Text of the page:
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Island Assaulted On Multiple Fronts
By Julio A. Noboa
June 27, 2001
AUSTIN, Texas -- The tiny island of Vieques off the coast of the commonwealth of Puerto Rico has been all over the headlines in recent months. The protest that began in April of 1999 has turned into a whirlwind of controversy, as thousands have been arrested for their beliefs that the Navy should cease all bombing practices on the island. Now President Bush, hoping to capture some Hispanic votes in 2004, has caved in and has signed an agreement saying that the Navy will be forced out by 2003. For many Puerto Ricans , this comes too little too late.
The bombing of the island seven miles from the coast of Puerto Rico has been going on since 1941, when the Navy seized two-thirds (or 26,000 of the 33,000 available acres of land) through expropriation. Thousands of residents were displaced and told that they would be given $20 to $30 for their land and to leave their homes in 24 to 48 hours. The Navy took direct control over the eastern and western half of Vieques , jamming the inhabitants into a strip of land at the center of their island.
Although there has been political unrest in the past over Vieques , the recent and most noteworthy protest came after the death of David Sanes on April 19, 1999. A civilian security guard, Sanes was killed when a bomb missed its target. Vieques erupted with grief and anger over the loss of innocent life.
The whole island of Puerto Rico has long supported Vieques ' claim that the Navy is being abusive. Even the former governor of Puerto Rico , who is not known for his outspokenness about Puerto Rican rights, had to tell the U.S. Armed Forces in 1999, "Never again shall we tolerate abuse of a magnitude and scope the likes of which no community in any of the fifty states would ever be asked to tolerate." And yet, it's not just Puerto Ricans who are upset. The U.N. has officially asked the Navy to leave Vieques . The Rev. Al Sharpton was jailed, along with Robert Kennedy Jr., and several other New York politicians. Gov. Pataki of New York has also expressed his support for the liberation of Vieques . Recently, several activists held up the Statue of Liberty to symbolize their hope that the U.S. can't just sweep this issue under the rug.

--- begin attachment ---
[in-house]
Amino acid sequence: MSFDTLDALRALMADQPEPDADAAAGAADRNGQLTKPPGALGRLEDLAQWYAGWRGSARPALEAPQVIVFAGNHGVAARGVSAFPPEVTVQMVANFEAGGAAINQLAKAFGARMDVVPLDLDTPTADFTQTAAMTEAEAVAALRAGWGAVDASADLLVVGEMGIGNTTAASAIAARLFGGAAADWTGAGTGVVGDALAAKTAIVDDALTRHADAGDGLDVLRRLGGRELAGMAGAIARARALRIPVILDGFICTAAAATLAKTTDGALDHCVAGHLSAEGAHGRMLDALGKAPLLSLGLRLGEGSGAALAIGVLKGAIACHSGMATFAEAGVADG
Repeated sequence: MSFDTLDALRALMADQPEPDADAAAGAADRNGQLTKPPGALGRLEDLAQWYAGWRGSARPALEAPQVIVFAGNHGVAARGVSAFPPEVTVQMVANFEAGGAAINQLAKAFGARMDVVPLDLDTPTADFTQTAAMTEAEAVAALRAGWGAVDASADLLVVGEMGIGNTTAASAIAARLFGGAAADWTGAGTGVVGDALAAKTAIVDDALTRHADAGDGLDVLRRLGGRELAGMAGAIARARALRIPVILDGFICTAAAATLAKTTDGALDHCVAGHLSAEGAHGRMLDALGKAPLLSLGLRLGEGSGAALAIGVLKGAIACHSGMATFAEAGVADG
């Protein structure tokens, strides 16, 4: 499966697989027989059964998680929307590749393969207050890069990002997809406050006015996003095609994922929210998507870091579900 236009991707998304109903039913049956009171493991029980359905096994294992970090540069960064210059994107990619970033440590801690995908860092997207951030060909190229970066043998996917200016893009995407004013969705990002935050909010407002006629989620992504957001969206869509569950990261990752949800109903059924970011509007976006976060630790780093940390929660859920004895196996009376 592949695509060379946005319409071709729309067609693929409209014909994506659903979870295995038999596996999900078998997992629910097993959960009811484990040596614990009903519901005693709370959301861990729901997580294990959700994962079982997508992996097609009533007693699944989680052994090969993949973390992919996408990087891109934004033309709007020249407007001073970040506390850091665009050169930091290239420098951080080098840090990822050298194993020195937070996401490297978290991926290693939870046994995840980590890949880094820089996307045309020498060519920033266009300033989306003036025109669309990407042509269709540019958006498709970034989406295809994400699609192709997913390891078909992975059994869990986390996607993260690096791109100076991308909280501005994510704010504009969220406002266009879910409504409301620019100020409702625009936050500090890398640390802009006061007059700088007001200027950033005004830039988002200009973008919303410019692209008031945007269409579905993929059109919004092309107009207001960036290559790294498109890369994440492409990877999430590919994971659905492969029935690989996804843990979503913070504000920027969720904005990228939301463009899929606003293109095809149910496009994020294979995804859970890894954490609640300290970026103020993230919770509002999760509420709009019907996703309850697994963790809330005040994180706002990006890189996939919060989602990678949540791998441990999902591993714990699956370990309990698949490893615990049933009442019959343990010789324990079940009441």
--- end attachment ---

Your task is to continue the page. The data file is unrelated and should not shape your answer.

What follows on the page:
To complement the economic stranglehold that the Navy has put on the residents of Vieques , the Navy refuses to concede that the bombs they drop cause immense ecological harm to one of the only tropical rainforests in the northern hemisphere and contribute to overall declining health amongst islanders.
In a 1988 article, engineer and environmental consultant Rafael Cruz-Perez identified three ways in which the military's bombings pollutes the environment in Vieques : (1) Chemicals in the missiles' explosive payloads, (2) dust and rock particles released into the air as a result of the impact and/or explosion of missiles, and (3) metallic residues left by missiles after they detonate, and the junk heaps they use for target practice. Most of these chemicals remain in the soil, and the dust and rock particles contribute to higher levels of asthma among children.
It was only after Sane's death did Navy officials reluctantly admit it had been firing depleted uranium onto the shores of Vieques , an action that is usually restricted for wartime. People on Vieques have a 26 percent higher cancer rate than their brethren only seven miles away. Scientists all over the globe have visited the great coral reef on the western end, and they all come out with the same conclusion: Because of the Navy, the reef is dying.
But even beyond all the visible abuses, what is even sadder is that these people have to live in constant fear. While the bombs are not dropped everyday, the emotional toil is a constant reminder of colonization. It is the idea that a people, supposedly under the care of the U.S., have to accept this fate that is mapped out for them hundreds of miles away. Psychologically, the United States is telling Viequenos, all Puerto Ricans : We are still in control. We have shaped the lives of your ancestors, we are constantly changing yours, and we will continue to affect the lives of your children. Because we can.
The Navy is makes a weak argument by saying that Vieques is the only place it can hold amphibious assaults. Consider that Vieques is the only inhabited Navy bombing range, and the U.S. is 1,000 times larger than Puerto Rico . So why Vieques? It is part of the conquest that the United States has waged on the sovereignty of Puerto Rico since 1898. It's the old philosophy of might makes right especially if you're white that has been the cornerstone of the American empire for quite some time now.